Crime

Race-Baiting Strip Club Shooter Regrets Acting as His Own Attorney

Lukace Kendle was sentenced to life in prison for shooting two men outside Club Lexx in 2012.
Lukace Kendle was sentenced to life in prison for shooting two men outside Club Lexx in 2012. Photos by Adrian Salgado via Flickr / Florida Department of Corrections
After gunning down two unarmed black men outside a Miami strip club in 2012, security guard Lukace Kendle claimed the shooting was justified under Florida's Stand Your Ground law. During the trial, where Kendle chose to act as his own attorney, he compared himself to George Zimmerman and claimed the evidence was fabricated "because I’m white."

Unsurprisingly, jurors convicted Kendle, who was later sentenced to life in prison. He quickly filed an appeal arguing he probably should have had a real lawyer after all.

Last week, the Third District Court of Appeal denied his request for a new trial. The appellate court pointed out that Miami-Dade Circuit Judge Dava Tunis had cautioned Kendle several times against acting as his own lawyer.

"Kendle knowingly, intelligently, and freely waived his right to be represented by counsel and exercised his right to represent himself," Third DCA Chief Judge Leslie Rothenberg wrote in the August 15 decision.


The shooting took place June 1, 2012, outside Club Lexx, where Kendle worked as an armed security guard despite his criminal history and questionable mental state. Michael Smathers and Kijuan Byrd had just arrived at the club when Kendle fired multiple shots toward the men's parked car, claiming he saw them rolling a joint. Byrd was killed, and Smathers was paralyzed from the waist down.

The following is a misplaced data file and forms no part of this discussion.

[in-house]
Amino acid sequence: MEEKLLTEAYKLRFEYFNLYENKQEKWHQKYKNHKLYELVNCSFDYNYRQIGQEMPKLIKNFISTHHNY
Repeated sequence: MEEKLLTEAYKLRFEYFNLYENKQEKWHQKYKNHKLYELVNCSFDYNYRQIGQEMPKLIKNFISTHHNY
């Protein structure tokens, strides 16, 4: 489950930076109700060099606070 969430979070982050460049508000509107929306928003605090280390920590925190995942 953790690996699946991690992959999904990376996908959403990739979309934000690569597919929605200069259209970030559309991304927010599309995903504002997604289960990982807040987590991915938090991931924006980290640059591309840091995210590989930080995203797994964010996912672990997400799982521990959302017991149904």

Police arrested Kendle for second-degree murder and attempted murder, but before the case could go to trial, Kendle was twice declared mentally incompetent to proceed. Later, after he was judged to be mentally competent, he insisted on representing himself in court.

Before the case went to trial in 2015, Kendle once again rebuffed the judge's offer to have a trained lawyer help him with his defense. Asked if he would take guidance from attorney Abe Bailey, Kendle told the judge: "Not if he was the last man on Earth."

Instead, Kendle fumbled his way through a five-day trial, arguing that his arrest was a conspiracy against white people.


"The subjects I shot were African-American. I can prove that,” Kendle told jurors. "What they’re not allowing me to tell you is that I was arrested because of the George Zimmerman shooting."

Despite those gaffes, the appellate court determined Kendle had been "sufficiently advised... of the pitfalls and the difficulties associated with self-representation."

According to prison records, he is serving his life term at the Cross City Correctional Institution, a men's prison about an hour west of Gainesville.
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Jessica Lipscomb is news editor of Miami New Times and an enthusiastic Florida Woman. Born and raised in Orlando, she has been a finalist for the Livingston Award for Young Journalists.
Contact: Jessica Lipscomb